The killing of a woman in a long-term care facility is reviving the debate about medically-assisted death.

Jocelyne Lizotte, 60, had Alzheimer's disease and limited mobility. She used a wheelchair to get around the Emilie Gamelin nursing home where she lived.

Her husband, 55-year-old Michel Cadotte, is charged with her murder.

Police said Lizotte may have been smothered by a pillow, and on Facebook Cadotte said that he "cracked" and "consented to her demands to help her die."

One of Lizotte's relatives said the woman had asked for medical assistance to die, but was denied.

Medical ethicists said it could be due to the woman suffering from dementia.

"Both provincially here in Quebec and federally, we're consistent on that point, you have to be competent not only when requesting it but at the time of receiving it. Which is why both federal and provincial you cannot receive an advance directive," said Dr. Eugene Bereza.

Dr. George L'Esperance, an advocate for medically-assisted death, said the law should be broadened for dementia patients.

"When you know you will be able to decide in two, three, five years after, that you cannot actually give your consent, but it would be most important that when you can give your consent you can give it so it would be available when you need it.,"said L'Esperance.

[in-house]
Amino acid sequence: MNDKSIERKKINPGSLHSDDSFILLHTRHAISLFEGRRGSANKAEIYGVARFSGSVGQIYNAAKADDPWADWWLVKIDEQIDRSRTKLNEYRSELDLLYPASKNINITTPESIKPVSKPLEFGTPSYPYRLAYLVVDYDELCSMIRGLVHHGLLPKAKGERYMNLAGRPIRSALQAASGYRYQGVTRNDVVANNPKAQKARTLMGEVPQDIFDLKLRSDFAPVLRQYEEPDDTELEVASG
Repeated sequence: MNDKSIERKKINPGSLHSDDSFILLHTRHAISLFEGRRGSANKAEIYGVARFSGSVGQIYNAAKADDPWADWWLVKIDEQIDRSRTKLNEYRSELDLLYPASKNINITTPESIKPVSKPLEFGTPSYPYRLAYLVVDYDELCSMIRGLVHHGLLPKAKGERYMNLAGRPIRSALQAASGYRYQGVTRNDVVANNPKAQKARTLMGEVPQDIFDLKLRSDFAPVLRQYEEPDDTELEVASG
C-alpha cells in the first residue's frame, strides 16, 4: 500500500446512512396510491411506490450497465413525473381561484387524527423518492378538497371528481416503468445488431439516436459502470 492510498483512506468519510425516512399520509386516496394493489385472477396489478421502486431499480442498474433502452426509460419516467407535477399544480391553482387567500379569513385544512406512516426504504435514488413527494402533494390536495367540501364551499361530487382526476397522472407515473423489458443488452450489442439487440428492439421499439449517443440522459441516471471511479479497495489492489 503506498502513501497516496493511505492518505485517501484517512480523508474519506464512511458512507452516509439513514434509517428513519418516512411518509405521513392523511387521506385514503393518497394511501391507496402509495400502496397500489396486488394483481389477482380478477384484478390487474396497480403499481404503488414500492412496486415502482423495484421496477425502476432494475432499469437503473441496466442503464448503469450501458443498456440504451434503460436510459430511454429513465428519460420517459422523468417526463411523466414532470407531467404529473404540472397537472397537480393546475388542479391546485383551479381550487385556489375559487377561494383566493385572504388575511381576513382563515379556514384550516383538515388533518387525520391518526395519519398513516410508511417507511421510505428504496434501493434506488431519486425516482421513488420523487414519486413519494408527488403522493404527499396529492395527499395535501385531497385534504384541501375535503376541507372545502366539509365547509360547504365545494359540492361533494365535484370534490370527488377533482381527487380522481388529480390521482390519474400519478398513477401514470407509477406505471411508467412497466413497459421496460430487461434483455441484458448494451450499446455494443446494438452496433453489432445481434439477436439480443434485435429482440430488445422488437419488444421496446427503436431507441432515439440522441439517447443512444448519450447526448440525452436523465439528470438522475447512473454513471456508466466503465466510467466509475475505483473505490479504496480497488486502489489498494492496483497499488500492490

The Alzheimer Society disagrees.

It argues that patients need to be protected because everyone's progression through the disease differs, and their desires can change over time.

"It's very difficult with the complexity of dementia to know for sure what a person with dementia would want today," said April Hayward.

"They may have expressed a wish ten years ago and do we know for certain that's what they would want today?"

Veroninque Hivon drafted the law, and said the topic of advanced consent is still being debated in society at large.

"I think that it is a question for the society for sure to discuss and I think of course that we have to be very vigilant," said the MNA.

Dr. Bereza thinks a good first step would be to test the idea with unique cases, including people with dementia.

"Having a very robust requirement to do it carefully to document it with multiple evaluations, very explicitly over time, family, physicians and others - that's a very different kind of process which we haven't requested. Maybe that's a proportionate, creative response legislatively, for this category of patients," he said.

But he acknowledges that finding the perfect balance between access to assisted death, and protecting vulnerable patients, will be very difficult.